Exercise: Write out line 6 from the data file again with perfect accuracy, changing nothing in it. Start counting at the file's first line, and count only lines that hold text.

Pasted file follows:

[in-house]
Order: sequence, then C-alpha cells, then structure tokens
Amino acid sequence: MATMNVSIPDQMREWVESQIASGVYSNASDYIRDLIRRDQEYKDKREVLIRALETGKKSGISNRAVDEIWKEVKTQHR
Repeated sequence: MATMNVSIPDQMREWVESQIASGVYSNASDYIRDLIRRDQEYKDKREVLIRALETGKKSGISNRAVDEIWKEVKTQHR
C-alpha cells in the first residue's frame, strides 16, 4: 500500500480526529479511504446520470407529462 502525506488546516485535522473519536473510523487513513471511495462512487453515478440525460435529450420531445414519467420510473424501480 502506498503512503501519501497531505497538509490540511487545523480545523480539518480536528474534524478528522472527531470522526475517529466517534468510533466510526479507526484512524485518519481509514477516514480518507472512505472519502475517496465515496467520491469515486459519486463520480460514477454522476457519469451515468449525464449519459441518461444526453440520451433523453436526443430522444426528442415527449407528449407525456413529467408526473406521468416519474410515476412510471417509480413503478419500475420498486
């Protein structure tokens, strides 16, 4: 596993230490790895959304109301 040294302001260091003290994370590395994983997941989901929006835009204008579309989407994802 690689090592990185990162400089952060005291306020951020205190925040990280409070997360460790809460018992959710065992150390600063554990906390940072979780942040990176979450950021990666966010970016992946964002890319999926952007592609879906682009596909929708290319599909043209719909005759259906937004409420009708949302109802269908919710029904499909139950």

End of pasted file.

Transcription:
């Protein structure tokens, strides 16, 4: 596993230490790895959304109301 040294302001260091003290994370590395994983997941989901929006835009204008579309989407994802 690689090592990185990162400089952060005291306020951020205190925040990280409070997360460790809460018992959710065992150390600063554990906390940072979780942040990176979450950021990666966010970016992946964002890319999926952007592609879906682009596909929708290319599909043209719909005759259906937004409420009708949302109802269908919710029904499909139950």